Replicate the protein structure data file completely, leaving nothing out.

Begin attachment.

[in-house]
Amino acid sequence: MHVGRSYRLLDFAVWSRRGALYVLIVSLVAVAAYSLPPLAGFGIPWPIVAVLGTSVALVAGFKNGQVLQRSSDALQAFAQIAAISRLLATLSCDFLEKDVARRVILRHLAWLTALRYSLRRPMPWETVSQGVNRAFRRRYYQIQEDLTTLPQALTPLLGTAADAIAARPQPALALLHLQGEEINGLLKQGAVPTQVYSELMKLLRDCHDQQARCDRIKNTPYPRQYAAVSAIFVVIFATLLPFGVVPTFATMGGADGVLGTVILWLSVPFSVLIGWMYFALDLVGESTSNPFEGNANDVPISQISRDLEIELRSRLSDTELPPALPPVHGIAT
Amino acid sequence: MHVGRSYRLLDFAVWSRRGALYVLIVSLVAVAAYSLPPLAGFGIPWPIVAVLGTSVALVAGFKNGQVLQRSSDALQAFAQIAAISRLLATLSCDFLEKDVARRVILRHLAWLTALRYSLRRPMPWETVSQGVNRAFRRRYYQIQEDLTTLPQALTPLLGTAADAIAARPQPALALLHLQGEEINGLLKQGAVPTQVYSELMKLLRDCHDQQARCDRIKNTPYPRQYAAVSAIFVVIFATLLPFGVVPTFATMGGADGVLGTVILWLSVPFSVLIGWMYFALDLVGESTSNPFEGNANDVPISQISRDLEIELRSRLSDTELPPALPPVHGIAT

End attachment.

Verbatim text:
[in-house]
Amino acid sequence: MHVGRSYRLLDFAVWSRRGALYVLIVSLVAVAAYSLPPLAGFGIPWPIVAVLGTSVALVAGFKNGQVLQRSSDALQAFAQIAAISRLLATLSCDFLEKDVARRVILRHLAWLTALRYSLRRPMPWETVSQGVNRAFRRRYYQIQEDLTTLPQALTPLLGTAADAIAARPQPALALLHLQGEEINGLLKQGAVPTQVYSELMKLLRDCHDQQARCDRIKNTPYPRQYAAVSAIFVVIFATLLPFGVVPTFATMGGADGVLGTVILWLSVPFSVLIGWMYFALDLVGESTSNPFEGNANDVPISQISRDLEIELRSRLSDTELPPALPPVHGIAT
Amino acid sequence: MHVGRSYRLLDFAVWSRRGALYVLIVSLVAVAAYSLPPLAGFGIPWPIVAVLGTSVALVAGFKNGQVLQRSSDALQAFAQIAAISRLLATLSCDFLEKDVARRVILRHLAWLTALRYSLRRPMPWETVSQGVNRAFRRRYYQIQEDLTTLPQALTPLLGTAADAIAARPQPALALLHLQGEEINGLLKQGAVPTQVYSELMKLLRDCHDQQARCDRIKNTPYPRQYAAVSAIFVVIFATLLPFGVVPTFATMGGADGVLGTVILWLSVPFSVLIGWMYFALDLVGESTSNPFEGNANDVPISQISRDLEIELRSRLSDTELPPALPPVHGIAT